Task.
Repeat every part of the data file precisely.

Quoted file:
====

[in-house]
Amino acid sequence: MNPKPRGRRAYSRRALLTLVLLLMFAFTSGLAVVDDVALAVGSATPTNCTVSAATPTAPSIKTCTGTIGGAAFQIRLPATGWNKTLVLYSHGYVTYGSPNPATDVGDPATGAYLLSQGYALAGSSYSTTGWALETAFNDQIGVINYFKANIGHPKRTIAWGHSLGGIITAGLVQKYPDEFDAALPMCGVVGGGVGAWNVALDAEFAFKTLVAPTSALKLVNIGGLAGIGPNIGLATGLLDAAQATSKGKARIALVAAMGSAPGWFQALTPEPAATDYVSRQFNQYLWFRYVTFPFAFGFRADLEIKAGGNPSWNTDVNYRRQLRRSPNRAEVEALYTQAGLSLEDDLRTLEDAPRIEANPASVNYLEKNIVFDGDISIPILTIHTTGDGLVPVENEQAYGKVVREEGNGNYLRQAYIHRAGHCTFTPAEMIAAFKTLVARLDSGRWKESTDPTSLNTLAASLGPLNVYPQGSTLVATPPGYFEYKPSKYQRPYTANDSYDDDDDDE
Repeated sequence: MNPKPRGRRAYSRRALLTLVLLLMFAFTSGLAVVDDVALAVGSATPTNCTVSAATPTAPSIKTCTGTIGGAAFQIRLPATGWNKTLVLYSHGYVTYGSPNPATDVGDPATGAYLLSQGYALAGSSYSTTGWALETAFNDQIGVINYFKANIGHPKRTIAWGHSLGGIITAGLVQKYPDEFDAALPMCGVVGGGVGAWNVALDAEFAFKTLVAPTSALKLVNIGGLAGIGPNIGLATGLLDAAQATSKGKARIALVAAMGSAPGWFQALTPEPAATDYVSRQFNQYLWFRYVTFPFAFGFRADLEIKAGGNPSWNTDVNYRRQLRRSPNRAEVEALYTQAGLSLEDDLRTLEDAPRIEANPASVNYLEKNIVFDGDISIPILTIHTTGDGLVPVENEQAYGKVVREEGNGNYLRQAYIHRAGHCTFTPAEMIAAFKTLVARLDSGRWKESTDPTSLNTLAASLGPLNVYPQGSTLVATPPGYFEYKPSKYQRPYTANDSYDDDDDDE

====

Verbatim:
[in-house]
Amino acid sequence: MNPKPRGRRAYSRRALLTLVLLLMFAFTSGLAVVDDVALAVGSATPTNCTVSAATPTAPSIKTCTGTIGGAAFQIRLPATGWNKTLVLYSHGYVTYGSPNPATDVGDPATGAYLLSQGYALAGSSYSTTGWALETAFNDQIGVINYFKANIGHPKRTIAWGHSLGGIITAGLVQKYPDEFDAALPMCGVVGGGVGAWNVALDAEFAFKTLVAPTSALKLVNIGGLAGIGPNIGLATGLLDAAQATSKGKARIALVAAMGSAPGWFQALTPEPAATDYVSRQFNQYLWFRYVTFPFAFGFRADLEIKAGGNPSWNTDVNYRRQLRRSPNRAEVEALYTQAGLSLEDDLRTLEDAPRIEANPASVNYLEKNIVFDGDISIPILTIHTTGDGLVPVENEQAYGKVVREEGNGNYLRQAYIHRAGHCTFTPAEMIAAFKTLVARLDSGRWKESTDPTSLNTLAASLGPLNVYPQGSTLVATPPGYFEYKPSKYQRPYTANDSYDDDDDDE
Repeated sequence: MNPKPRGRRAYSRRALLTLVLLLMFAFTSGLAVVDDVALAVGSATPTNCTVSAATPTAPSIKTCTGTIGGAAFQIRLPATGWNKTLVLYSHGYVTYGSPNPATDVGDPATGAYLLSQGYALAGSSYSTTGWALETAFNDQIGVINYFKANIGHPKRTIAWGHSLGGIITAGLVQKYPDEFDAALPMCGVVGGGVGAWNVALDAEFAFKTLVAPTSALKLVNIGGLAGIGPNIGLATGLLDAAQATSKGKARIALVAAMGSAPGWFQALTPEPAATDYVSRQFNQYLWFRYVTFPFAFGFRADLEIKAGGNPSWNTDVNYRRQLRRSPNRAEVEALYTQAGLSLEDDLRTLEDAPRIEANPASVNYLEKNIVFDGDISIPILTIHTTGDGLVPVENEQAYGKVVREEGNGNYLRQAYIHRAGHCTFTPAEMIAAFKTLVARLDSGRWKESTDPTSLNTLAASLGPLNVYPQGSTLVATPPGYFEYKPSKYQRPYTANDSYDDDDDDE